The correlation is 84%, R-squared is 70%, p-value is <.001, and SE is 1.76. Definitely something to this. The relationship between 3-stars and wins is strong than Blue-Chip count and wins, though it is close. This might just be a slightly different way of looking at the same thing, but I found it interesting.
The graph below shows how accurate Composite Crystal Ball (CB) predictions were relative to a recruit’s ultimate landing spot by month for the 2020 class. This is only for 4-star and 5-star players (composite).
I scraped web data every month and recorded it last year. Then, I just compared the CB % and commits to where a recruit ultimately signed. I’m doing the same for the 2021 class to see if it follows any trend.
Players that commit to a team generally stay committed. This is the same time frame of players who were committed to a team and ended up with that team.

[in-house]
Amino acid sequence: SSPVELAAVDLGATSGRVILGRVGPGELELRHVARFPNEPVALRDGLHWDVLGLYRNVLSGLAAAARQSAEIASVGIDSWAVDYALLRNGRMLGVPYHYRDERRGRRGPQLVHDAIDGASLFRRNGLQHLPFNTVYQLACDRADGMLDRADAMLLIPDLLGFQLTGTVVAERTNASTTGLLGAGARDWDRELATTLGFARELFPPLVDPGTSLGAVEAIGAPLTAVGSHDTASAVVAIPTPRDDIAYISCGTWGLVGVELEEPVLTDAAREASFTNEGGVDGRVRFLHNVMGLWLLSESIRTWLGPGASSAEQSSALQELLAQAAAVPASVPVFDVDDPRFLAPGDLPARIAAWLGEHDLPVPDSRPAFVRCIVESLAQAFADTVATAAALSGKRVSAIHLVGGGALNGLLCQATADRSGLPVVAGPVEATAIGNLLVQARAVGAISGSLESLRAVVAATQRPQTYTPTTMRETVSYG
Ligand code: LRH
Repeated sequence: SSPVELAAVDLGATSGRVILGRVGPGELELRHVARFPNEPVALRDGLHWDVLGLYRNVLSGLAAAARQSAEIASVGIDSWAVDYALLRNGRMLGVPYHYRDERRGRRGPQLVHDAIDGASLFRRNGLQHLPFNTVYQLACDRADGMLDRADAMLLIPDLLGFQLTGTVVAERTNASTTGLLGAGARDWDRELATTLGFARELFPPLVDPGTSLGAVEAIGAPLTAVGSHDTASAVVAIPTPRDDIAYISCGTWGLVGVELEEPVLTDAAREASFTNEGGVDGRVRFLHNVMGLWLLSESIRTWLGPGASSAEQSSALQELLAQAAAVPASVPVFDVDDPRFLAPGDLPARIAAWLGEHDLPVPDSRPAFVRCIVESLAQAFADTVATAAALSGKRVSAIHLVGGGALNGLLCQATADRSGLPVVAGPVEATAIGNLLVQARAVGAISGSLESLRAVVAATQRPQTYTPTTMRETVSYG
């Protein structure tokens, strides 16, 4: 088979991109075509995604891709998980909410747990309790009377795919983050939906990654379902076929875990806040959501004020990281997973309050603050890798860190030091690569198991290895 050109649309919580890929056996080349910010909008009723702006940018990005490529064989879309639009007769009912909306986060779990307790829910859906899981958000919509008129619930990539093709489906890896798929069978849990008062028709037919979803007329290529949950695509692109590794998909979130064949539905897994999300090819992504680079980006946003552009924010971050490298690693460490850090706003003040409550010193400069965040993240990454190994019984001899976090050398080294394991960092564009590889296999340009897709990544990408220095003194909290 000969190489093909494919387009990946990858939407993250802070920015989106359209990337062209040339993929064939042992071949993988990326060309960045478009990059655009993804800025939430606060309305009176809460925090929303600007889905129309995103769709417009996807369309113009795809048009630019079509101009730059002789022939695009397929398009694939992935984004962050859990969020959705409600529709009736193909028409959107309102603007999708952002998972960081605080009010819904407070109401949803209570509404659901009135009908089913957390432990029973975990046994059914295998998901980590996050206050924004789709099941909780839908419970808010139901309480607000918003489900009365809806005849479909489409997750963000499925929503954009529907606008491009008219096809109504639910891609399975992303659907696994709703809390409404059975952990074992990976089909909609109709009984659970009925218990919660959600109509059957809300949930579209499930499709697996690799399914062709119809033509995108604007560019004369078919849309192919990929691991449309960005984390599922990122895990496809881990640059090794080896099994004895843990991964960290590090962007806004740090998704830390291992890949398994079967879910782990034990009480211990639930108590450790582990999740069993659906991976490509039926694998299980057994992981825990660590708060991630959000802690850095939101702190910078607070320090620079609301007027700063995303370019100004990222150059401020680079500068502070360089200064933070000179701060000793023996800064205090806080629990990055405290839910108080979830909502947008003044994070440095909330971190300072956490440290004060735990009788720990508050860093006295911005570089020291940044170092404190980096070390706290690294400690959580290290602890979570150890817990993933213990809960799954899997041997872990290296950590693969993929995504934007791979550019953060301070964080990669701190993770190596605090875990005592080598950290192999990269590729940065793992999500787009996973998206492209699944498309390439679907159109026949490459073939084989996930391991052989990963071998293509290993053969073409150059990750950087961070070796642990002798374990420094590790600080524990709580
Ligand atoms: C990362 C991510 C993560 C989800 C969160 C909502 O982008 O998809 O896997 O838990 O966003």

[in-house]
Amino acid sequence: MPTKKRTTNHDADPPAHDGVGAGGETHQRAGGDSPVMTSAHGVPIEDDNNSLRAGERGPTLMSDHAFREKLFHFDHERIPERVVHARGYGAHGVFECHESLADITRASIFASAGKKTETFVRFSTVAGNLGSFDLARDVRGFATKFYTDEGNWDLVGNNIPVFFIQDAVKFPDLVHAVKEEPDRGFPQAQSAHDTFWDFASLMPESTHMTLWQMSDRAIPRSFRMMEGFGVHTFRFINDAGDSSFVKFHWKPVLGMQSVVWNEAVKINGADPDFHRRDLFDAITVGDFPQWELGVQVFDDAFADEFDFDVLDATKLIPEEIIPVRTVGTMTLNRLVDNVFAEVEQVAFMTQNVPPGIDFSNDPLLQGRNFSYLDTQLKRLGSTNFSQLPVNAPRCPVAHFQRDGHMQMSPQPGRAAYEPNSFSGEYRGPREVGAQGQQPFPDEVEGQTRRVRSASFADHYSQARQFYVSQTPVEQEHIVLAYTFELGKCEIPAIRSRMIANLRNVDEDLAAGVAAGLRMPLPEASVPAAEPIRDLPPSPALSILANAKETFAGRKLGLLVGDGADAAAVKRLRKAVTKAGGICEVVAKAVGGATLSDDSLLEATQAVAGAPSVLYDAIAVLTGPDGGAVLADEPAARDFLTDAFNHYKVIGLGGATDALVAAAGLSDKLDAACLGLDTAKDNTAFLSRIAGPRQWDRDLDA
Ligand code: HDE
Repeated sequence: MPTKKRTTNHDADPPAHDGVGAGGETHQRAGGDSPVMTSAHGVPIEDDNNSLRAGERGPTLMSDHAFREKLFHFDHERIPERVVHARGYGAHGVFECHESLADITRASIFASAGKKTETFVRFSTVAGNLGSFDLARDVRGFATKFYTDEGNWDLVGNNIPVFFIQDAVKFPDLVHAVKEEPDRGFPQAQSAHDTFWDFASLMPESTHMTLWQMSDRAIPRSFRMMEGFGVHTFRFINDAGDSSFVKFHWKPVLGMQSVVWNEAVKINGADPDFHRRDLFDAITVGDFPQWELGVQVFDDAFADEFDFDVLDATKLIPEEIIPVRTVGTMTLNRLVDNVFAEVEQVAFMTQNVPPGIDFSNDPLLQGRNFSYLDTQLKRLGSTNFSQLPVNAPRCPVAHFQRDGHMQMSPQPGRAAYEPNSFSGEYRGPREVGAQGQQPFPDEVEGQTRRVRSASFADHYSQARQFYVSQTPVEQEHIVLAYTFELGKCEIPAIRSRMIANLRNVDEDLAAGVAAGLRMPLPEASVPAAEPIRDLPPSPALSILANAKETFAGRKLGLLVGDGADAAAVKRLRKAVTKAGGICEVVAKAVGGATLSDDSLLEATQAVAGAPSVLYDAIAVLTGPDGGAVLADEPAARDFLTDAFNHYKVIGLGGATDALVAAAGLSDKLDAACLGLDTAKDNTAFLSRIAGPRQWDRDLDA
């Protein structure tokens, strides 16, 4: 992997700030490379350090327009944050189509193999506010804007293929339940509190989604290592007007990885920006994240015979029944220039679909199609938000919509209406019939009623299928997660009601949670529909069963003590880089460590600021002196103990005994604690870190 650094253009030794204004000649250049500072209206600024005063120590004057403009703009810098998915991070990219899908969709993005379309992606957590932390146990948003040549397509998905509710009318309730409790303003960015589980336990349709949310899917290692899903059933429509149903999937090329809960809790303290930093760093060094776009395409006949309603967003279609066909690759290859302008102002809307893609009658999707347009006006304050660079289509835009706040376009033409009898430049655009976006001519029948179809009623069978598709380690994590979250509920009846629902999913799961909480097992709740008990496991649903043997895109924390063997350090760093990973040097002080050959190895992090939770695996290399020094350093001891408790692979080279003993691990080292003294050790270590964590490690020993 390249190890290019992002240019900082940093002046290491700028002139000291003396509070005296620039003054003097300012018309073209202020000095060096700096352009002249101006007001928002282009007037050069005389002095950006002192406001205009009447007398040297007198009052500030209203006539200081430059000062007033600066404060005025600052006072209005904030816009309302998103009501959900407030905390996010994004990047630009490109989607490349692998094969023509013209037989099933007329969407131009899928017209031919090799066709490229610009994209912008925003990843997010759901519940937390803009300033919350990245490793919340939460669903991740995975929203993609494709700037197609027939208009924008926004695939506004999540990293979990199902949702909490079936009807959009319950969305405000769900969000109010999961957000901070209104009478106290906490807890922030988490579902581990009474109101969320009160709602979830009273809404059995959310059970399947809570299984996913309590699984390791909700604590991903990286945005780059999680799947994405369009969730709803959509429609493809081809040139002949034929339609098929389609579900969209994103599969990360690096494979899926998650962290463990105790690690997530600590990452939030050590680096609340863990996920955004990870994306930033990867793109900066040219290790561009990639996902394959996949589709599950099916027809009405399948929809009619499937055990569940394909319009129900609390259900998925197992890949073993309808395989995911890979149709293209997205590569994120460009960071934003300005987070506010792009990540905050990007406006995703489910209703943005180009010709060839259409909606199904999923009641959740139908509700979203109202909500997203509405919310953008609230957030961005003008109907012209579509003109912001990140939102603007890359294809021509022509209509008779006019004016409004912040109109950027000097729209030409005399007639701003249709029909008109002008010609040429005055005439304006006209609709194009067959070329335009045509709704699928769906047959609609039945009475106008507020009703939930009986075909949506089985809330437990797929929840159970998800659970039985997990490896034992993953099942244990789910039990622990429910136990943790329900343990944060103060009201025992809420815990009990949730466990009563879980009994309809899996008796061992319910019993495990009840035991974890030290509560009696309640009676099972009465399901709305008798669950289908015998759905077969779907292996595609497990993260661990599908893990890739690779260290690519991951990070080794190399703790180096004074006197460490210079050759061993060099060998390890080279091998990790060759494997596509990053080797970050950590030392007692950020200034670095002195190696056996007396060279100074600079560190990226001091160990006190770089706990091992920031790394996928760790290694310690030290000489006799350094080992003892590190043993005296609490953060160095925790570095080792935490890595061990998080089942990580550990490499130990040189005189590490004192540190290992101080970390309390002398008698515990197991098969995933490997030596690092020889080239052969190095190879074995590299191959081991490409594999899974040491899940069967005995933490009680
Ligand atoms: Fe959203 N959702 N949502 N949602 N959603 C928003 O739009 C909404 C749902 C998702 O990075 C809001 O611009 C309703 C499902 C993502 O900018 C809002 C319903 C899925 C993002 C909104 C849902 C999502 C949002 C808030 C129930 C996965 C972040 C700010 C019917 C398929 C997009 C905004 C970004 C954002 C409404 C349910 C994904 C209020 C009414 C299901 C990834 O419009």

Even as far back as February, 71% of Blue Chip recruits did not (ultimately) flip. We will see if this year is any different.
This will be a look at how much recruiting changes over the course of a year. I constructed an algorithm that tracks how each program is doing in terms of recruiting for 2021. I will reveal the full methodology after NSD, but the purpose here is to see how chaotic recruiting in college football is. Each school is assigned a random code. The star-points is each school’s current score based upon the algorithm. The column on the right is that school’s rank for that month. Schools with fewer than 4 points are excluded.
I coded each school (I also did for players and positions, but that is irrelevant here) so I don’t know how each school is doing (yes, I could look it up, but I’m not going to do that until after NSD).
Here is the first list:
As always, the SEC was well-represented in the NFL draft. The graph below shows how each SEC player was drafted relative to their Composite rating coming out of high school.
The Y-axis is draft points. Each player was given 100 points for the round in which they were drafted and 1 point for order within that round. For example, Joe Burrow was drafted in the first round (100 points) and was selected 1st in that round (1 point) for a total of 101 points. Fewer points obviously means a higher draft pick.